My 20+ years of listening & serving with people from all facets of our community; seeing how needs and interests intersect & connect; gathering input for solutions; helping achieve goals. I can jump right in on council and network organizations, leaders & everyday people to build strong coalitions.
Affordable housing. It impacts education, health, financial stability, safety, and generational equity. I will help create 1,000 affordable units by 2025, using my training & experience in planning & leading our Affordable Housing Advisory Committee.
Responsible Smart Growth. Unmanaged growth has pushed us to social, fiscal & environmental instability. Our outdated UDO enables a lack of density & subsequent failing water infrastructure, tree loss, worsening climate resiliency, housing crises & traffic. We can instead adopt a multifaceted plan for the city we want.
Restructure tourism tax spending. It's past time to split the revenues 50/50 & deliver $12.5M annually for resident-serving infrastructure. City, county & CVB must c
1000 affordable units. To achieve this: educate & include fellow councilors on affordable housing initiatives, better practices & establishing goals. I'll push until we enact policies, strategies & partnerships for an inclusive, affordable Asheville.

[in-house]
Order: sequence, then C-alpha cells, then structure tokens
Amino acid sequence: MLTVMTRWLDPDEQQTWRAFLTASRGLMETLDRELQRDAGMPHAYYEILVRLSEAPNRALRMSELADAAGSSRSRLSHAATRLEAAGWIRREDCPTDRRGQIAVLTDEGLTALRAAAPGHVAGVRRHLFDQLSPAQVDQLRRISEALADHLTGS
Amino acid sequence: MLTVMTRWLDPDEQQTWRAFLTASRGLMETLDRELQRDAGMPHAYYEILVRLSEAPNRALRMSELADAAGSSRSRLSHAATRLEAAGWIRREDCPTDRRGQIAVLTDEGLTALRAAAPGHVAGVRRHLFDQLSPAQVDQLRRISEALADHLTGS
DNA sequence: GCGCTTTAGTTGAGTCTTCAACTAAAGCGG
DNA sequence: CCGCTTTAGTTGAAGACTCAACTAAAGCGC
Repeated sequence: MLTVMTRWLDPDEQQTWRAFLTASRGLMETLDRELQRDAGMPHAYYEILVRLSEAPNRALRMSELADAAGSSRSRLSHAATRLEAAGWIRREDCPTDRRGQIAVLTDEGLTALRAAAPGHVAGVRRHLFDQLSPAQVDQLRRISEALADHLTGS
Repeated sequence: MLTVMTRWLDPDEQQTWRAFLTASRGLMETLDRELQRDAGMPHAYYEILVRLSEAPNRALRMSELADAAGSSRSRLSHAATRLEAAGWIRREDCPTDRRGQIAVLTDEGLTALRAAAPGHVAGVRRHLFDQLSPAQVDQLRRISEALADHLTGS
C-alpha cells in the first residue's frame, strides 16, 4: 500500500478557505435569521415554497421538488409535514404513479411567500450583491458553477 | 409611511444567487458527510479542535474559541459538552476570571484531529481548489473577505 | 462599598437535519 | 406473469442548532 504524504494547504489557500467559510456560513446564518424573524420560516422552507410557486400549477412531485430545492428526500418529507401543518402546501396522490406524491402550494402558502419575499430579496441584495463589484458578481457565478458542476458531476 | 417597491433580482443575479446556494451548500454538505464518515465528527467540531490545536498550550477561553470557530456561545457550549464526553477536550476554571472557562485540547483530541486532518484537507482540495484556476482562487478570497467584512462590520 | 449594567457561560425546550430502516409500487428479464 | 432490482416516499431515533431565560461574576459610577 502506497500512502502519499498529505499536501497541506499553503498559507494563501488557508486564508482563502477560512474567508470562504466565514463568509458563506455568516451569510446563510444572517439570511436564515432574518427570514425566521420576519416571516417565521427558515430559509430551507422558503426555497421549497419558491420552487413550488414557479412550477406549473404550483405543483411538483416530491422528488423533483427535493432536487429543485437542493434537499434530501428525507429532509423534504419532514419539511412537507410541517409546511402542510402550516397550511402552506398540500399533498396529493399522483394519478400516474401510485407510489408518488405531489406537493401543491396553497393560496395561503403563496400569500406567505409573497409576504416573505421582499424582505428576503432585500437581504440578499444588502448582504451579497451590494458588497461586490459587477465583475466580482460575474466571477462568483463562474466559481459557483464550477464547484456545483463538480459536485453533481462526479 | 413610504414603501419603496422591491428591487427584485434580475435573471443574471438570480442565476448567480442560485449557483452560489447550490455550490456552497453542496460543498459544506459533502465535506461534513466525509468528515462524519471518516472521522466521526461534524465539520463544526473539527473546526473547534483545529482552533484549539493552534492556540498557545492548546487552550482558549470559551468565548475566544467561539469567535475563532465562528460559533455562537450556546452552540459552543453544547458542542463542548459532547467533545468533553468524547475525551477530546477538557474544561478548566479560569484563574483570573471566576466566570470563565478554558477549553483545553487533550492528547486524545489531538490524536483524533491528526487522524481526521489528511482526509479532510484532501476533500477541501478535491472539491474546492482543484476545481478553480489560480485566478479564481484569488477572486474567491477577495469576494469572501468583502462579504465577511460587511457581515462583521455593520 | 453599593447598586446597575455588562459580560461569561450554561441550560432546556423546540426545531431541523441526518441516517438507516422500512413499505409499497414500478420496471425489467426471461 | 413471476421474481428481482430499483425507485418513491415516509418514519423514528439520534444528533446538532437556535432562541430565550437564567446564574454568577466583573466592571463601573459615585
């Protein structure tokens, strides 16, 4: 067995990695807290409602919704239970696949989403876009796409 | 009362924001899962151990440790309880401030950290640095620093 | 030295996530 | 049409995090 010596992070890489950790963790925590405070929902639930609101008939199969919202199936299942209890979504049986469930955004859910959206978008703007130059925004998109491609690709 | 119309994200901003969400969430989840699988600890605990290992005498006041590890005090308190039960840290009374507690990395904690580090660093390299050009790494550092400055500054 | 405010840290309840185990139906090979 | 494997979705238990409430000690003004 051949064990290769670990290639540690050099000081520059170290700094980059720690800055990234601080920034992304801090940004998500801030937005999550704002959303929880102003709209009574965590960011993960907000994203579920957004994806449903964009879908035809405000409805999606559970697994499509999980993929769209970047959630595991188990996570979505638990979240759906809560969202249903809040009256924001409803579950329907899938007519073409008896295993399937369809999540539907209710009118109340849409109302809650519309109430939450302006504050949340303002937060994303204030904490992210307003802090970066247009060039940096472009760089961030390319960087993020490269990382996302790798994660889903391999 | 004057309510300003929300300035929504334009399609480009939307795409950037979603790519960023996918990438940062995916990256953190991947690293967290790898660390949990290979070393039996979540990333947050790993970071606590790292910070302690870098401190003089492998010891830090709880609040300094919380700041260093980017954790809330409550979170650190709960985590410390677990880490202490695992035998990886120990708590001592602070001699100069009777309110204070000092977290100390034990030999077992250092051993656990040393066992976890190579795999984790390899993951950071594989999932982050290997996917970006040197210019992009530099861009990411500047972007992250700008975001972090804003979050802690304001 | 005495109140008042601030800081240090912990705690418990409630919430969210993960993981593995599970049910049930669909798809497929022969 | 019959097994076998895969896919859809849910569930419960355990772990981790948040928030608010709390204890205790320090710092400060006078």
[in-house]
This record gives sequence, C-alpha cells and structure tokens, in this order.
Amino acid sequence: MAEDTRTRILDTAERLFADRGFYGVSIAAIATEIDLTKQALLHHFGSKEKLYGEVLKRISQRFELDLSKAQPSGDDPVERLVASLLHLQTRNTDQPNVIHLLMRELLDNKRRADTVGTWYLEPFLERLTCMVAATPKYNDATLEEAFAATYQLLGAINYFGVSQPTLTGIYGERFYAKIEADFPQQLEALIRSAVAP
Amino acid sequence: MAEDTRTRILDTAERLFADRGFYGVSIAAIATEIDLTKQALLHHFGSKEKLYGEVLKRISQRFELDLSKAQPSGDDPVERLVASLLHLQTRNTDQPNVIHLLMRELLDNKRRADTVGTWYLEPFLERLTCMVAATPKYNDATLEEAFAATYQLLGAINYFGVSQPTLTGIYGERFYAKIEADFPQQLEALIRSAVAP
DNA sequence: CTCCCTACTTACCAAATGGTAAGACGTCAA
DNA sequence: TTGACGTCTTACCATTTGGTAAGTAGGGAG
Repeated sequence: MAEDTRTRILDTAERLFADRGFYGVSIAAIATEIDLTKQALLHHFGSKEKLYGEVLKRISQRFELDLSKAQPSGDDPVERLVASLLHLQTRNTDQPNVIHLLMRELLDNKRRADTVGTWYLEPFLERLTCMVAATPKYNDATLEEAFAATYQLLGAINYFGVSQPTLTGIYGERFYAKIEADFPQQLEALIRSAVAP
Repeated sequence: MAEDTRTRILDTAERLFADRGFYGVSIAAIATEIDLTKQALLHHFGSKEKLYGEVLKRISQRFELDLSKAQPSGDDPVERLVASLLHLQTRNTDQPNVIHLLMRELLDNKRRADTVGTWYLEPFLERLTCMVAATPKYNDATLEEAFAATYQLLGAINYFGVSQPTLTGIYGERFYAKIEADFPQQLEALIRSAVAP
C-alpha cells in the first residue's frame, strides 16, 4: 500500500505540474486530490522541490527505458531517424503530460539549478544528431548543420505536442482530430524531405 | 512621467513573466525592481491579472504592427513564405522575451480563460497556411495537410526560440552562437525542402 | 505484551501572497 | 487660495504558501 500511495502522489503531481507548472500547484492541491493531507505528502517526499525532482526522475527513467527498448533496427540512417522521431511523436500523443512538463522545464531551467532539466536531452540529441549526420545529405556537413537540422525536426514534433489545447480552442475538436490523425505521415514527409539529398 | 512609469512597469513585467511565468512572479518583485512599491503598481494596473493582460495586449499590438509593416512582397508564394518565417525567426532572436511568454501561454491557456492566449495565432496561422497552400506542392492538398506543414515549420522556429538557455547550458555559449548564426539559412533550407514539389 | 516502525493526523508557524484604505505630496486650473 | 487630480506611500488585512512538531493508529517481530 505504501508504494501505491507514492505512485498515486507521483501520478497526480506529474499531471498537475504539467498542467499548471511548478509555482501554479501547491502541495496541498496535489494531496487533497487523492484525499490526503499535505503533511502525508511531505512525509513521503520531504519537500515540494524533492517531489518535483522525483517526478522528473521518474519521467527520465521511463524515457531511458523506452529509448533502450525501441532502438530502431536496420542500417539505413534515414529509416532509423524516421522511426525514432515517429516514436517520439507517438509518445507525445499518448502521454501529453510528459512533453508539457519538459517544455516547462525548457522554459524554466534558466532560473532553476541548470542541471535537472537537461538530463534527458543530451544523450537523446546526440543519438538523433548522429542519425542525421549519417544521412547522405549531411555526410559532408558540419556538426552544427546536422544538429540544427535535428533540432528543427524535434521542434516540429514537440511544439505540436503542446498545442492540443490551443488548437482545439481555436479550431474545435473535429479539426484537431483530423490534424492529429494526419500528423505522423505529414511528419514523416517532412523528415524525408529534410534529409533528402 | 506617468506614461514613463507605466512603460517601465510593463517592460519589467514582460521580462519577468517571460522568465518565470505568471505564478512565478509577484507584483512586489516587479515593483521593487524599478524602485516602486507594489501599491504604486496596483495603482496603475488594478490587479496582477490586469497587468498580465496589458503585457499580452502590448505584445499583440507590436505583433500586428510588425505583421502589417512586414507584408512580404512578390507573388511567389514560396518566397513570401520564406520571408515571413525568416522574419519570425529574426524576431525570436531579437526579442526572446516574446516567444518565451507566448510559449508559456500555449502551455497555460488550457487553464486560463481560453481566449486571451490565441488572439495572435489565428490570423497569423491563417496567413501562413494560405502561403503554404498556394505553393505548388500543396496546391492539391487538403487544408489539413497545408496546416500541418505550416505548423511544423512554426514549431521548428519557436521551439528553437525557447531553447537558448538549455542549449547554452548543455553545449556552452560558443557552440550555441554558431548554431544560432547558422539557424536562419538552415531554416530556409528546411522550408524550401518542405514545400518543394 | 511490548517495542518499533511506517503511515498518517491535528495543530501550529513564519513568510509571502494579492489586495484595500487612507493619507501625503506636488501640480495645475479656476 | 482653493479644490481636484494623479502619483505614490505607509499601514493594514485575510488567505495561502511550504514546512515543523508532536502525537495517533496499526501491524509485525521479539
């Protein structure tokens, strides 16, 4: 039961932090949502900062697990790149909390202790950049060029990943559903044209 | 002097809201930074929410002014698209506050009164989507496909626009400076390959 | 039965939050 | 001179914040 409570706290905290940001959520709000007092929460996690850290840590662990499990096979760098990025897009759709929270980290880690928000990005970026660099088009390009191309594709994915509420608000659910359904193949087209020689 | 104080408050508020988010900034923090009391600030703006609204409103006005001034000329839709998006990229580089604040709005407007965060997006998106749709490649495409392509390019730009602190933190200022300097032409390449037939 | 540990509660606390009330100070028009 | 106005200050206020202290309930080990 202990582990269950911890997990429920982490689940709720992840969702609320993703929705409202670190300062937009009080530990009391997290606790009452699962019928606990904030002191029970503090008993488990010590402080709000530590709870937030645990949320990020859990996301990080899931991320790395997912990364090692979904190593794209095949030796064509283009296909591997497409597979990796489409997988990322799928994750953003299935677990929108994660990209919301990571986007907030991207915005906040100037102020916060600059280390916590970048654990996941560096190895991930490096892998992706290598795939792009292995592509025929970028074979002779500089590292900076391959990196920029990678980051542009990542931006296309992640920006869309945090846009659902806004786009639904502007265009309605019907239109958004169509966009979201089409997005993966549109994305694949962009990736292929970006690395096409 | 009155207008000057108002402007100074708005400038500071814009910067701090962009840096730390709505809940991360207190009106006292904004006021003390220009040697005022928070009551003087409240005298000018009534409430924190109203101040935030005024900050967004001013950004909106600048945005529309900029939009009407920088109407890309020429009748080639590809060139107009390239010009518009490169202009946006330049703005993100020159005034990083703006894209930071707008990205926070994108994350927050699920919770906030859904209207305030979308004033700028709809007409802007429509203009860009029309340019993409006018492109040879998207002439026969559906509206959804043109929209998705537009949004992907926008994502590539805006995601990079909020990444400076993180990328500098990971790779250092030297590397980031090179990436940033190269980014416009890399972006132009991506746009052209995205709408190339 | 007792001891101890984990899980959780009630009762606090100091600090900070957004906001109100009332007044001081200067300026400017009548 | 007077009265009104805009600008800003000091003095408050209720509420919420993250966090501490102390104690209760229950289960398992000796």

I'd like to see more municipal control. The state should not be intervening in our airport, water systems, districts, bathroom rules, ability to annex, revenue structures, etc. We could achieve more of our goals if we were allowed to use tools like inclusionary zoning, where a % of units built are required to be rented affordably. If we had the ability to adopt a municipal transit tax, we could help fund the transit master plan. And if we could define the percentage and uses of our lodging tax revenue, we could adjust the rates and advertising dollars to better manage the influx of visitors and the impacts on infrastructure.
I am a progressive candidate who champions climate change, equity and Inclusion, affordable housing and public transit & providing core services
I've been in elected office for 4 years and been one of councils most effective members in quite some time. I was born and raised in Asheville. My experience as a former small business owner, court official, teacher, service industry worker and life as a black male gives me unique insights from a working class point of view. I have been a constant voice of the poor and given pragmatic insights on a myriad of issues that would otherwise lack such input on council.
I've been one of the most effective council members in over 20 years. I've banned the box, started the department of equity and inclusion created the human relations commission, raised 74 million dollars for infrastructure, roads, affordable housing and parks facilities. A voice for the voiceless.
I would like to see my green new deal implemented and addressing affordable housing, public transportation, jobs and climate change.
A mixture of Dillons rule and home rule are essential to a checks and balance system of governance. The state should only intervene when the health and wellness of a municipalites residents are threatened or the stability of the local government is compromised by illegal activity.